In contrast, the “peacemakers” are the politicians, diplomats, lawyers and international relations experts who are meant to work on the  political peace process, the one that is meant to secure peace accords between governments, as was done in the Oslo Accords in the 1990s. Unfortunately, the current political leaders on both sides have put the political peace process in the deep freeze, in the back of the freezer. There have been no political negotiations for peace between our governments for a long time, and none are currently on the agenda or on the horizon.

While this may sound depressing, it actually makes the work of the peacebuilders more important. As I have argued in my latest book, Profiles in Peace: Voices of Peacebuilders in the Midst of the Israeli-Palestinian Conflict (2022), the peacebuilders are currently the only game in town! They are out there in the field every day, promoting peace in many innovative and informative ways. As the situation on the ground gets more difficult every day, they are finding ways and means of becoming creative.

If you don’t believe me, listen to the stories of young peacebuilders that can be found at on the ALLMEP website.,equality%2C%20liberty%2C%20and%20security. These young men and women have vital  stories to tell, and they are doing so with pride and commitment to their ongoing work for peace.

Or, while you are on their website, read about the member organizations that are affiliating with this growing movement in our region. You will find the messages and methods of most of these organizations to be important and inspirational.

In contrast to the conventional wisdom in our region, which postulates that peace is not important, these groups say that peace will be beneficial for both peoples who are struggling to find a way to co-exist in the same land that they share. Neither the Palestinians nor the Israelis are going anywhere. Both peoples are here to stay and need to find a way to live together.

As opposed to despair, these groups are offering hope. As opposed to apathy, they provide ways and means for meaningful activism. In contrast to disappearing, these groups, and the movement that they are part and parcel of, are growing and expanding from year to year.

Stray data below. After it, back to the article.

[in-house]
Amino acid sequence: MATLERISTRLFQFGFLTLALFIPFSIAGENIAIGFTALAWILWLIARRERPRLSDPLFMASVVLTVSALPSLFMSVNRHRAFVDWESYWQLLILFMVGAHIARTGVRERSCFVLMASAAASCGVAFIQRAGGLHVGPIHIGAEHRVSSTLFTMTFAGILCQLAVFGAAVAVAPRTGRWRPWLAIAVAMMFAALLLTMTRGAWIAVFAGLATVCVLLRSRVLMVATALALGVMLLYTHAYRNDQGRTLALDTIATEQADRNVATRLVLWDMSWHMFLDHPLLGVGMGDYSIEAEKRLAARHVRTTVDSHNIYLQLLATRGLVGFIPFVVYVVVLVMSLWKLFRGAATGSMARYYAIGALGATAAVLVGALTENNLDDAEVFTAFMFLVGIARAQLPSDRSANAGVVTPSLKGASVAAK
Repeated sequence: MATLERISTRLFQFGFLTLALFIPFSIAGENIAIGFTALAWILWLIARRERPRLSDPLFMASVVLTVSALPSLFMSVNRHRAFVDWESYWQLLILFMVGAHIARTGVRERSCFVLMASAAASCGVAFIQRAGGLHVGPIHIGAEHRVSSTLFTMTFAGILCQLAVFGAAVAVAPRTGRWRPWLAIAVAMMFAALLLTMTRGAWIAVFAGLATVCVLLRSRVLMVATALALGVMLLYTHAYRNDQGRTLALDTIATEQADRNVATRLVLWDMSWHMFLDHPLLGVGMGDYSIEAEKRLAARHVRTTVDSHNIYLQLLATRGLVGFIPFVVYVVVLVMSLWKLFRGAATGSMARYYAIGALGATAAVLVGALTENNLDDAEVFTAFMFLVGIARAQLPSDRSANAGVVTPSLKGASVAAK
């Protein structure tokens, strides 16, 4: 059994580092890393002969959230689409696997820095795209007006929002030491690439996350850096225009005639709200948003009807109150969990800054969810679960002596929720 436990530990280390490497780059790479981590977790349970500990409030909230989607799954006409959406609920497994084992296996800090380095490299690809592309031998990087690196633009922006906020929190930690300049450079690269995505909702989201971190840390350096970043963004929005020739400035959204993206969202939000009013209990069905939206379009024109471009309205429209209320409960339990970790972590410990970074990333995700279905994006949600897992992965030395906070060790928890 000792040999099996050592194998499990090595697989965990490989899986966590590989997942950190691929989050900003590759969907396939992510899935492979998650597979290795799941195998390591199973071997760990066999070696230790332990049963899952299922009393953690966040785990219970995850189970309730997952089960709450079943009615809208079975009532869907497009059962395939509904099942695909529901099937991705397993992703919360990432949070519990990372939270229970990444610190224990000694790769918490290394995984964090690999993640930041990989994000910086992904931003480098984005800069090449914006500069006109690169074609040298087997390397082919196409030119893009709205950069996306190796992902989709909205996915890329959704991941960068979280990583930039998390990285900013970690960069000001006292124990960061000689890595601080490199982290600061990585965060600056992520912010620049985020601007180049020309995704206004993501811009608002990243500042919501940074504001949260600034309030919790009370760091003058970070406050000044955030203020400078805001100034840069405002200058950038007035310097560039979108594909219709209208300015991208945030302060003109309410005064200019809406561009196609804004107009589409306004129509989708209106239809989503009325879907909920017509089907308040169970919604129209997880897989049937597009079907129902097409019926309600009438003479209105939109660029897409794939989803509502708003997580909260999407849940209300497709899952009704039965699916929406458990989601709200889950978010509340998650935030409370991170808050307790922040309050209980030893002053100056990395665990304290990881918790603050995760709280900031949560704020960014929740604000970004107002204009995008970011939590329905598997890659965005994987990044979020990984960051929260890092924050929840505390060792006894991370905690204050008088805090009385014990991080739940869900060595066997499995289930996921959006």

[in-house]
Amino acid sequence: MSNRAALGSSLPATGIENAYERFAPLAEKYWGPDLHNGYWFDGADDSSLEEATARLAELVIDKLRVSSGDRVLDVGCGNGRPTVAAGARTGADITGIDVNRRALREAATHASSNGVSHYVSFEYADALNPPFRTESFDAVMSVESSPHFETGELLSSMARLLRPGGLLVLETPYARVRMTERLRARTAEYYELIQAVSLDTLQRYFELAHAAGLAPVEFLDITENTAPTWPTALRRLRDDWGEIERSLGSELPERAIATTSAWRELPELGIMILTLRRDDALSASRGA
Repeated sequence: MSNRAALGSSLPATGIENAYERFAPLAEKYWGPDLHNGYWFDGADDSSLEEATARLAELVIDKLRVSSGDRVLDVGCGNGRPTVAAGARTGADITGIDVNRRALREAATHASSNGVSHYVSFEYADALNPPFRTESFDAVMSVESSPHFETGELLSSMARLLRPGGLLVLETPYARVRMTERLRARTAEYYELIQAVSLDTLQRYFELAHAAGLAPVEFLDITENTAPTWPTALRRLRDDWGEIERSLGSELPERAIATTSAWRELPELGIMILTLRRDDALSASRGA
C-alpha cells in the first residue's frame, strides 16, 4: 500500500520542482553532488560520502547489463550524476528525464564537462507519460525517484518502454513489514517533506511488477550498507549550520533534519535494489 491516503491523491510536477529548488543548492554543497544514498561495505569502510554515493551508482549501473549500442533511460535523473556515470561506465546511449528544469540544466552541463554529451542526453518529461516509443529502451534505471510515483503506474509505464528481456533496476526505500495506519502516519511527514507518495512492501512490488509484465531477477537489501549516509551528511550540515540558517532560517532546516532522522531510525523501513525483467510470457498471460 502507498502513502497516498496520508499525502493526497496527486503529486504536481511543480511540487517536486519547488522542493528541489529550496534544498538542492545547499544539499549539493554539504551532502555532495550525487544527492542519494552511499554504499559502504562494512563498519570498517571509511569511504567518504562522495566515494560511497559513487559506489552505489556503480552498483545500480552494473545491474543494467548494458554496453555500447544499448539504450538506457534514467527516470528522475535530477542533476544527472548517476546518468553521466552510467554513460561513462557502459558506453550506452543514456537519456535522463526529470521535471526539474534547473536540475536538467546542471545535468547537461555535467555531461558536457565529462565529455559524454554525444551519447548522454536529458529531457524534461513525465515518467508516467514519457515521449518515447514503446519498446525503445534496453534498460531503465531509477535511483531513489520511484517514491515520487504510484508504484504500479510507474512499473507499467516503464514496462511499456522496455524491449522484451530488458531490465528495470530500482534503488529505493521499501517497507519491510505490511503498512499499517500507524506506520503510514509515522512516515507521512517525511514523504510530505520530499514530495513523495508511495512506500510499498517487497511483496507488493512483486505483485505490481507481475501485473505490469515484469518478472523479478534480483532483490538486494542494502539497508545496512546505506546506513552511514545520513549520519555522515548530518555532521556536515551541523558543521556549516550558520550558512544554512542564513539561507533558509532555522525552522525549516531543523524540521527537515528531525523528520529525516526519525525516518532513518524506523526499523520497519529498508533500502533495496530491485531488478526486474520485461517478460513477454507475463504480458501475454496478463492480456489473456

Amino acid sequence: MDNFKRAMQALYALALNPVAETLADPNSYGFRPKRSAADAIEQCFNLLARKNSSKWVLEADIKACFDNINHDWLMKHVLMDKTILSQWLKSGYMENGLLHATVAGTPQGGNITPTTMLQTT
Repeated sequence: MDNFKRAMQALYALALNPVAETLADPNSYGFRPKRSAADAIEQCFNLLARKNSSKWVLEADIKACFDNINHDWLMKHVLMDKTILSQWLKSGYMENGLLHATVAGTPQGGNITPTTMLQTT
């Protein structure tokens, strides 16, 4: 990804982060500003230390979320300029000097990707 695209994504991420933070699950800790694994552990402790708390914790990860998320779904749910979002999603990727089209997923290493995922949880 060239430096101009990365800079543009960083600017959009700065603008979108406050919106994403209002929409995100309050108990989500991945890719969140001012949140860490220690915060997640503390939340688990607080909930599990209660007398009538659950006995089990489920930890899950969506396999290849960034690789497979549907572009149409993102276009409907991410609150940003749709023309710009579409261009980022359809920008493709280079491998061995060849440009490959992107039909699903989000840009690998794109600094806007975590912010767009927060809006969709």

In short, there are still people in Israel and Palestine that care about peace! This is a very positive and promising development, one that merits more attention by our mainstream media and by people of good will everywhere who care about a better future for both peoples in this this very special land.

About the Author
Rabbi Dr Ron Kronish is the Founding Director the Interreligious Coordinating Council in Israel (ICCI), which he directed for 25 years. Now retired, he is an independent educator, author, lecturer, writer, speaker, blogger and consultant. He is the editor of 5 books, including Coexistence and Reconciliation in Israel--Voices for Interreligious Dialogue (Paulist Press, 2015). His new book, The Other Peace Process: Interreligious Dialogue, a View from Jerusalem, was published by Hamilton Books, an imprint of Rowman and LIttelfield, in September 2017. He recently (September 2022) published a new book about peacebuilders in Israel and Palestine entitled Profiles in Peace: Voices of Peacebuilders in the midst of the Israeli-Palestinian Conflict, which is available on Amazon Books, Barnes and Noble and the Book Depository websites,